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Key to the future.

According to Bailey Controls, advanced technology is key to the operation of Labatt's pilot brewery.

The brewing of beer is generally considered a fairly basic process. Beer has been produced for centuries, and today many people make beer in their homes. The difficulty in the industrial brewing of beer involves the high-volume production of a consistent, safe, quality product, preferably at the lowest possible operating cost.

At the Labatt's Experimental Brewery (also referred to as the mini-brewery), located next to the head office of John Labatt Ltd. in Ontario, Canada, having a flexible and reliable distributed control system is essential to maintaining a consistent flavor match with the main plant's brew for performing experiments.

The 3000-sq.-ft. facility produces two brews per week to conduct experiments for new beers, classify types of brews, test new equipment for the main plant and train equipment operators. The Bailey Controls Network 90 Distributed Process Control System, supplied by Bailey Canada, provides sequential and analog control functions for the entire brewhouse, including the cereal cooker, milling system, mash mixer, brew kettle, wort cooler, lauter tun, fermenters, filter system, beer storage tanks and clean-in-place (C.I.P) system.

A microprocessor-based system, Network 90 components can be assembled in configurations ranging from basic one or two-loop local control packages to high-level, plant-wide management and control systems.

Labatt's personnel use a personal computer with a color monitor as the operator station with Process Control View (PCV) software. The configuration is a combination of function codes and Batch 90 language. The PCV personal computer-based console monitors and controls 300 process tags. Five recipes are stored in the program, and changes are made as experiments are performed. Bailey reports that the system is capable of handling hundreds of recipes.

The Bailey PCV permits high-resolution interactive, color graphic process control and monitoring from a PC-based platform. The software offers advance logging, trending, archival storage and alarm management functions. Up to 1500 tags may be configured, monitored and controlled. The Labatt system is configured so the operator can change and adjust recipes from basic screen displays without having to make any configuration changes.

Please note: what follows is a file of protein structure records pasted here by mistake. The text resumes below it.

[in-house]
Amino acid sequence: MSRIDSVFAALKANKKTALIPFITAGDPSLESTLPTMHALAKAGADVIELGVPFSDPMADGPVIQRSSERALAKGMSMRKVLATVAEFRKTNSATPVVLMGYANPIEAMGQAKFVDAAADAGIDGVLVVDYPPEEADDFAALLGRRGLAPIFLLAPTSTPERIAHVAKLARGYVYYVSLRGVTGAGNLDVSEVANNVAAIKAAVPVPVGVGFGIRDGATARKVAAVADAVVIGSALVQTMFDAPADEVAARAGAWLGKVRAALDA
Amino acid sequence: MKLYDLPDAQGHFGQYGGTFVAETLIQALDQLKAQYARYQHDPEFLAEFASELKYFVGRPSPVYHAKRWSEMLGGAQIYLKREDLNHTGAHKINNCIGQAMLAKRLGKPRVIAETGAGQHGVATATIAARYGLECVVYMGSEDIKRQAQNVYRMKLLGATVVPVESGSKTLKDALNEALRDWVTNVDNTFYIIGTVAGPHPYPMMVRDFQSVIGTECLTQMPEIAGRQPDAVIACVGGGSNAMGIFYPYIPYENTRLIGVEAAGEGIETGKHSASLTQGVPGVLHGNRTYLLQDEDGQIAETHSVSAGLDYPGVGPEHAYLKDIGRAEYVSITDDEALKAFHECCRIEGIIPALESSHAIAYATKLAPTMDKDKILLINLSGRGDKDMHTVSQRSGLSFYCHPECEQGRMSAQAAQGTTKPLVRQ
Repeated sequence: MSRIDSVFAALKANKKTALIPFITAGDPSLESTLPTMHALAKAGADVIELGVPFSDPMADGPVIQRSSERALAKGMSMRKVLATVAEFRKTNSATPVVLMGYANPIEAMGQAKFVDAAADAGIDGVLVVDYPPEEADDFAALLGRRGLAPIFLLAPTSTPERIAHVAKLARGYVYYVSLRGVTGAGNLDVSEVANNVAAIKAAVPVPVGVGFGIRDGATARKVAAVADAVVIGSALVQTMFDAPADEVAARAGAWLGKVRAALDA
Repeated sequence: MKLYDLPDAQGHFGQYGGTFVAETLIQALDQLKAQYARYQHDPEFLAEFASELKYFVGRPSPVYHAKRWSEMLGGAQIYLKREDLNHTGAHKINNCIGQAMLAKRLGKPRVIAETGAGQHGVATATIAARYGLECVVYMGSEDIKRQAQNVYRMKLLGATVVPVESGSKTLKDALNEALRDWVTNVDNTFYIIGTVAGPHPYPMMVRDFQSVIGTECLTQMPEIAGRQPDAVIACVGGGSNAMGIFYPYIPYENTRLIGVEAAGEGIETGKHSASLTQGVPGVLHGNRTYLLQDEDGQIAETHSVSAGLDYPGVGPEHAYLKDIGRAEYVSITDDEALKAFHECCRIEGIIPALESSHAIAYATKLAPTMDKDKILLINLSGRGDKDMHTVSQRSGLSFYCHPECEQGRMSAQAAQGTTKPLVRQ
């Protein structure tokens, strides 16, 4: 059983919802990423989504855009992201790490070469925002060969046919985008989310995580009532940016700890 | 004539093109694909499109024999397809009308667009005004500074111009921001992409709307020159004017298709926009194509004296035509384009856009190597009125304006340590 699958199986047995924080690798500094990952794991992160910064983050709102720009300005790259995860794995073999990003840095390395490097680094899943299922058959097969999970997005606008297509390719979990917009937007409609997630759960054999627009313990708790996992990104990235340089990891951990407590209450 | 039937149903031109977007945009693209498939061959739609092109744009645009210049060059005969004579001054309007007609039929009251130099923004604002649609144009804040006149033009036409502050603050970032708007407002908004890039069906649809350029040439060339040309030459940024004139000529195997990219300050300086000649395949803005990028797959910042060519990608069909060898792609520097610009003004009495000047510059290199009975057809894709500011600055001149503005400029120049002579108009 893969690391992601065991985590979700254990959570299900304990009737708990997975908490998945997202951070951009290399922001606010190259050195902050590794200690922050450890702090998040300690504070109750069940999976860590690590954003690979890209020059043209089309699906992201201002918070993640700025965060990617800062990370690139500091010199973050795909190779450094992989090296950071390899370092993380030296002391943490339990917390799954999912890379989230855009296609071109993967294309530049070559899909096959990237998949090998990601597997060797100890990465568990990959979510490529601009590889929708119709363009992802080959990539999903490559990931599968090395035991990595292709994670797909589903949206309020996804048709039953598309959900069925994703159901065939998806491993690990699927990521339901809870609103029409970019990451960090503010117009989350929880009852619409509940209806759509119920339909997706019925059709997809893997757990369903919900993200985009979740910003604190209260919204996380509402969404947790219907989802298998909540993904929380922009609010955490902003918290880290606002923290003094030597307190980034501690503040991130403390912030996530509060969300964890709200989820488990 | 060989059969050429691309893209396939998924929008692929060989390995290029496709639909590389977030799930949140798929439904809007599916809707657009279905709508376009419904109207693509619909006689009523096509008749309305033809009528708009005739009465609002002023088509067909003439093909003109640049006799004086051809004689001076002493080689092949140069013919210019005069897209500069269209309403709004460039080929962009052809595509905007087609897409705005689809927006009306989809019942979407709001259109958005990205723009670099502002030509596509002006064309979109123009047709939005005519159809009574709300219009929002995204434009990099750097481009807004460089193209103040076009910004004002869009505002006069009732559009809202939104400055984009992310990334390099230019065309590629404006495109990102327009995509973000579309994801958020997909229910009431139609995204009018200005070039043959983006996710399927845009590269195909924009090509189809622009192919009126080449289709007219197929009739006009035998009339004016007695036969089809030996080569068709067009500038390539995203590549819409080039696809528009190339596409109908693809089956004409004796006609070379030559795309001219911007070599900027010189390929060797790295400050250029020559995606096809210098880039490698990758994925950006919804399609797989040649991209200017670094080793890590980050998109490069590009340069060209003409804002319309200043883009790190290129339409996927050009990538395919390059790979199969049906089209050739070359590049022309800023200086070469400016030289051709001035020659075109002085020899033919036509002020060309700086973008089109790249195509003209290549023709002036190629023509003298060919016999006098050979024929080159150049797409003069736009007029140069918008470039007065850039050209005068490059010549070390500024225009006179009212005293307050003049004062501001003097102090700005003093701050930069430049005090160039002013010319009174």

The facility's supervisor, Tom Goring, states, "The flexibility of the system allows us to change the parameters quickly, without dealing with computer programs. It lets us try different things and that's important in a test facility."

Batch 90 is a specialized programming language used to facilitate implementation of sequential and interlock logic. It uses concise, structured language statements, and fill-in-the-blank recipe tables to fully define batch recipes. Rather than download to instruments, Batch 90 downloads to function blocks in a Multi-Function Controller (MFC) module that mimics instruments. Function blocks and batch control logic reside in the same module.

The Bailey Batch language provides the Labatt operators with an overview of the status of the 15 vessels in the plant. A separate control sequence display is provided for each vessel to allow the operator to start and stop cycles.

The plant has seven fermenters which can be controlled separately and have their own recipes and parameters. Temperature signals are received from several RTD's on the vessels.

The batch software also performs the very important task of handling temperature controls while the PCV provides logging, trending and tracking.

"Temperature control is essential to a good brew," Goring says. "Being able to rely on accurate temperature readings has allowed us to concentrate on other areas and find solutions to other problems."

The integrated environment of Batch 90, as well as its simple control techniques, has enabled Labatt to use the system for on-site training. The PCV acts as a guide to the process and its user-friendliness gives immediate confidence to the new operators.

At the present time the facility is actively engaged in experimenting with new brews to meet consumer demand for a variety of beer products. According to Tom Goring and his mini-brewery staff, ease-of-use, accurate temperature control and improved operator interface are among the benefits provided by the distributed control system.

Goring also cites the flexibility to produce many different brews, a necessity as Labatt works to maintain its distinctive character while brewing beers in keeping with contemporary trends.

Bailey's Network 90 and INFI 90 control system can be used in food and beverage plants of all sizes to help maintain high product quality, reduce operating costs and provide useful management information.

Mike Ferski is Manager, Food & Beverage for Bailey Controls of Wickliffe, OH.
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Title Annotation:Labatt Brewing Company Ltd.'s Bailey Controls Network 90 Distributed Process Control System
Author:Ferski, Mike
Publication:Modern Brewery Age
Date:Jan 25, 1993
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